We Feel Fine
‘So incredible that it almost brings me to tears’
This award-winning personal project was created by Sepandar Kamvar and Jonathan Harris in May 2006.
‘Every few minutes, the system searches the internet’s newly posted blog entries for occurrences of the phrases “I feel” and “I am feeling”... The result is a database of several million human feelings.’
John O’Reilly: Narcissism and neurosis are the defining pathologies of Web 2.0 – blogito ergo sum. This follow-up to Jonathan Harris’s 10by10 project captures that, extends it and turns it into a poetry of emotional exhibitionism. This is measurement in the service of atomised emotions: you can search for an A-Z of feelings, from any country in the world, and also see them represented as images. Part Coppola’s The Conversation, part endless Beckettian wait for something that will provide some meaning and resolution to the endless emotional monitoring, Harris’s obsessive systems ultimately bring a designer’s redemption to human feelings left floating in digital space.
Adrian Shaughnessy: A black background with lumbering magenta typography and a hand-rendered, heart-shaped logo makes you think you’ve stumbled across a Valentine’s Day site selling lingerie or chocolate.
Not so: We Feel Fine is an exploration of human emotions, displayed by a self-organising particle system, where each particle is an emotion. Particles can be clicked on to reveal frequently nonsensical or ungrammatical sentences.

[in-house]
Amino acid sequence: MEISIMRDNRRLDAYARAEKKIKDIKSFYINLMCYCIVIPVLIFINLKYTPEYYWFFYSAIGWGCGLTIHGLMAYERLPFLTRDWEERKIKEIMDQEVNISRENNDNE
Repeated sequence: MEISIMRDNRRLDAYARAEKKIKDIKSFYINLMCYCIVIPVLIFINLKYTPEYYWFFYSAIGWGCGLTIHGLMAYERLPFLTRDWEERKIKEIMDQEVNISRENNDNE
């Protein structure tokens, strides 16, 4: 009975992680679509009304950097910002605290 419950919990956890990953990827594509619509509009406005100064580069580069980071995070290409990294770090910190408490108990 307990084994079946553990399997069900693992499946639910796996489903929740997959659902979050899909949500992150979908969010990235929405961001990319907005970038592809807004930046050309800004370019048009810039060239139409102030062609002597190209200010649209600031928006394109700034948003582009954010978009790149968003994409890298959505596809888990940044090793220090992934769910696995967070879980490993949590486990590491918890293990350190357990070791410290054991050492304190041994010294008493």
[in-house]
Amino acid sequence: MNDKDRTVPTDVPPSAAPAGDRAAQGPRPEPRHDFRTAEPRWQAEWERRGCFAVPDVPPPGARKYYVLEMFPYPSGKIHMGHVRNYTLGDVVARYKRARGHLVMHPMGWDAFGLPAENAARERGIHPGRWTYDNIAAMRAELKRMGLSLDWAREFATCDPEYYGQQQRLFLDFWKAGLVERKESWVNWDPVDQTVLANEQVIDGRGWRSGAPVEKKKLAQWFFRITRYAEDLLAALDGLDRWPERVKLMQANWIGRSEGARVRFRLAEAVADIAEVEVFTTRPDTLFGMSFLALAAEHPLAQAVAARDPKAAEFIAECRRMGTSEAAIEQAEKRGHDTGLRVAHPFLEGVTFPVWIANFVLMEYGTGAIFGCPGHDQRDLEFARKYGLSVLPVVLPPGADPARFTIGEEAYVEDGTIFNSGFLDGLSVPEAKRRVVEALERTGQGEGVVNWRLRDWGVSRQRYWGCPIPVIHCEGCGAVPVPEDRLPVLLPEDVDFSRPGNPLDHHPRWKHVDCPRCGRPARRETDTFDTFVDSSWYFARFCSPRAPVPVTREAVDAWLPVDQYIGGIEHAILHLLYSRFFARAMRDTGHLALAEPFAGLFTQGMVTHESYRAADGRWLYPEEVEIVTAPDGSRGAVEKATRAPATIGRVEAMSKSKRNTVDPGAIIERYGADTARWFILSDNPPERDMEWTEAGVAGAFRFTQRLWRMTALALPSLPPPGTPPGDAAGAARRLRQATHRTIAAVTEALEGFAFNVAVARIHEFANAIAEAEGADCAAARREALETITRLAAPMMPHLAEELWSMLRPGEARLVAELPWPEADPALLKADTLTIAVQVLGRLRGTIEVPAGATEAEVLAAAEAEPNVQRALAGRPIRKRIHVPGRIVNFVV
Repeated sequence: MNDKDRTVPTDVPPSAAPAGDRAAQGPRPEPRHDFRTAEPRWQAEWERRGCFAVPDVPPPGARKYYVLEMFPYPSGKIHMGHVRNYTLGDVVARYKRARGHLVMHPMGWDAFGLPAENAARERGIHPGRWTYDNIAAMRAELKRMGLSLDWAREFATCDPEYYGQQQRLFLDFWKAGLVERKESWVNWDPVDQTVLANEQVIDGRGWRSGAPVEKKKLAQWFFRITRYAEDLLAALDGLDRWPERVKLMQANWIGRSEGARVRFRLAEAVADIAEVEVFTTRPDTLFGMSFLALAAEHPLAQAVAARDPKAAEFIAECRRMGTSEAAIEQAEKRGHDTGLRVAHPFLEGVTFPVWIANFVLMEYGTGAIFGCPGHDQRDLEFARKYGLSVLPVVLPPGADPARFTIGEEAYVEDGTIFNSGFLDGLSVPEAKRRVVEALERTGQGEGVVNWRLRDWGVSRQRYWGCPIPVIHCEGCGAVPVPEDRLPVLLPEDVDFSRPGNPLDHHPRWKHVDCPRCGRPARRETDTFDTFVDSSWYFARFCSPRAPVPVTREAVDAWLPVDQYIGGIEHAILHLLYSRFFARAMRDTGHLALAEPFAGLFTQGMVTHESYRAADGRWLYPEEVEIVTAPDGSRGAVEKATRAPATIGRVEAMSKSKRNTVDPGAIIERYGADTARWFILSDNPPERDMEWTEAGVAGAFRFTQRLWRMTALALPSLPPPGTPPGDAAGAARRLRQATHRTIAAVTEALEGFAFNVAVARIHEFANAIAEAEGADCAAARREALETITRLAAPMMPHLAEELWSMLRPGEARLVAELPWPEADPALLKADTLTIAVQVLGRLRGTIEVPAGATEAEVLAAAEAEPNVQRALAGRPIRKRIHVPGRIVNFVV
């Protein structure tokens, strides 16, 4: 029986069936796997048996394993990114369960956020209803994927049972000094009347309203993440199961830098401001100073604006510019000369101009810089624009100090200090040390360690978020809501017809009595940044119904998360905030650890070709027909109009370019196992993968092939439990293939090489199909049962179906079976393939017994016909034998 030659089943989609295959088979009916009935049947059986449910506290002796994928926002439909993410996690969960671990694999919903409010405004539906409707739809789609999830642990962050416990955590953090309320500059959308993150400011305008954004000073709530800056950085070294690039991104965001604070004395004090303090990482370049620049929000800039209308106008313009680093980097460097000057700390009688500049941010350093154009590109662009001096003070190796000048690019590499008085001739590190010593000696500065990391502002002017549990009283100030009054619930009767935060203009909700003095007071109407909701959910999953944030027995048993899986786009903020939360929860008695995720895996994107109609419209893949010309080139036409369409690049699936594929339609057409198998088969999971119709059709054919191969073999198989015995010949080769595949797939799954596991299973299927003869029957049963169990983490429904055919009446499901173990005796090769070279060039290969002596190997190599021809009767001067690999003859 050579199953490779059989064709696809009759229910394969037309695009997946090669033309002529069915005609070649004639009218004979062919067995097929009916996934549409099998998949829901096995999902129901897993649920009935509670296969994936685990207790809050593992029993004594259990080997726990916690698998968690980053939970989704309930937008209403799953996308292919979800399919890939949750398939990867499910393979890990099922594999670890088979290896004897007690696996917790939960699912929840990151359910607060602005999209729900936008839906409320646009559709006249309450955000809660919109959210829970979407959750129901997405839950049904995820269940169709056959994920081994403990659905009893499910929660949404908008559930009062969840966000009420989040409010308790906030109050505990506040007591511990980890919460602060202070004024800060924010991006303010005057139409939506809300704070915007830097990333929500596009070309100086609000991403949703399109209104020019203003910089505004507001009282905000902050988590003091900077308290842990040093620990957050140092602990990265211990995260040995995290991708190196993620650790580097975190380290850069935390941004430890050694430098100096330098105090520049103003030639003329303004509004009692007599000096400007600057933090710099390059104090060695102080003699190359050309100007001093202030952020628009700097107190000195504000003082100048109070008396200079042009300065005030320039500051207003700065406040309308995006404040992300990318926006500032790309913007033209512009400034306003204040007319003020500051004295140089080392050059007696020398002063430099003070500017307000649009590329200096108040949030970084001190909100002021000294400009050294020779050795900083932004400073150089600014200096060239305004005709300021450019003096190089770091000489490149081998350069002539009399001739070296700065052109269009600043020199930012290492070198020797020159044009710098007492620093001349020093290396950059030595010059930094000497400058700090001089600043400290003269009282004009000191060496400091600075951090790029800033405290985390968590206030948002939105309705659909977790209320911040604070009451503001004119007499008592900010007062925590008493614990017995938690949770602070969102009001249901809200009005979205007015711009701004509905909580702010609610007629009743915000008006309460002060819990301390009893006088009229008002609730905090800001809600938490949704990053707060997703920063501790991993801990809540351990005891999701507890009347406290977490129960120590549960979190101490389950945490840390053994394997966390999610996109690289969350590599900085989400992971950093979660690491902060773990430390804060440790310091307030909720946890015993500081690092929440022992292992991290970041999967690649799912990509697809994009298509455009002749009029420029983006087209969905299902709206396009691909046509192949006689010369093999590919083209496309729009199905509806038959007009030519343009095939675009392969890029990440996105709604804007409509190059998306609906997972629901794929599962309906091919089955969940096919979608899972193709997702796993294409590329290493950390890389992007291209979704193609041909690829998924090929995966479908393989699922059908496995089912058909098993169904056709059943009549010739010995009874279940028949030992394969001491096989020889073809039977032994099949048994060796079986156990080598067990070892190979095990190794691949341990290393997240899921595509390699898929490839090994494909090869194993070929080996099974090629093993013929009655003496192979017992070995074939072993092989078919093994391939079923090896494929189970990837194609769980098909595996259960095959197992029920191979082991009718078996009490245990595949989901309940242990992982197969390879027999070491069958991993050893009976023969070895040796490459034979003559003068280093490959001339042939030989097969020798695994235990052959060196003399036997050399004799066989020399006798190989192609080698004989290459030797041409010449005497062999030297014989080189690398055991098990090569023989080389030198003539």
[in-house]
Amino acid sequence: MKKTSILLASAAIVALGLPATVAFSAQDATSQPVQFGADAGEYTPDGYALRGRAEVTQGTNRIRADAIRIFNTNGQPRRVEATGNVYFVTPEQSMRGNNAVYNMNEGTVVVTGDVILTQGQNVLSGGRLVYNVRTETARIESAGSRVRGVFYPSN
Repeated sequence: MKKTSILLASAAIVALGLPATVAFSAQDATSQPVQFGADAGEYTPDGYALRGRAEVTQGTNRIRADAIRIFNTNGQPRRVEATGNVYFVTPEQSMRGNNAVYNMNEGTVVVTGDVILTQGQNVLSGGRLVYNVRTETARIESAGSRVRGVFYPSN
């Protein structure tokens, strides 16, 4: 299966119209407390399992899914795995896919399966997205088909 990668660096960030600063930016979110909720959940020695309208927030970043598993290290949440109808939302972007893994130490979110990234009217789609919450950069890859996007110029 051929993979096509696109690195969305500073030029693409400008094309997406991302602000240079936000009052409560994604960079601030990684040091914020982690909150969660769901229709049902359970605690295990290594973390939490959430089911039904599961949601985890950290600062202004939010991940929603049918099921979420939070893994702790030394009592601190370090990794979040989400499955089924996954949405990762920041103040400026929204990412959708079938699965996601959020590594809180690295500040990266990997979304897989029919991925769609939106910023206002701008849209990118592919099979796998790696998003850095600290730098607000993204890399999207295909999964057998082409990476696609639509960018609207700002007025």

The site’s founders claim that ‘it makes the world seem a little smaller, and we hope it helps people see beauty in the everyday ups and downs of life’. But why? This is a site that appears to exist only because there is technology that allows it to exist. I can’t think of any other reason. Somebody must love it, though. On the homepage we are told that the site has been nominated for three 2007 Webby awards.
Brendan Dawes: This is exactly how to represent masses of data online in a beautiful, engaging way. We Feel Fine is so incredible in its design and interaction that it almost brings me to tears. But it’s not just the execution of the subject matter that makes me spend hours playing with the site, it’s how that execution then brings home the very personal emotions of people on the Web and makes you remember that the internet is not a collection of machines but a collection of people who can choose this medium to express their deepest thoughts. A milestone in interactive data visualisation.
Anne Burdick: Outside Mark Hansen and Ben Rubin’s interactive art installation, The Listening Post [see footnote 1], there are few data-mining projects that accomplish the goal of translating the blogosphere’s confessional content into an experience chock full of meaning. We Feel Fine is one of the few that does, and it owes its success entirely to the design of its navigational interface. Its reconfiguring ‘particles’ turn the site’s automatically generated content – sentences that include the words ‘I feel’ – into an irresistible mixture of humour, poignancy, banality and dread. The candy-coated bouyancy of the quantitative data displays is a good match for the sloppy personal nature of the content, reinforcing the notion that this site is less about science and more about storytelling.
The section with most meaning, tellingly titled ‘Montage’, has little to do with statistics and more to do with the power of juxtaposition and framing: sentence fragments are superimposed over full-frame images gathered from the same source. The artful compositions that result encourage us to re-read the everyday in a broader, more philosophical way.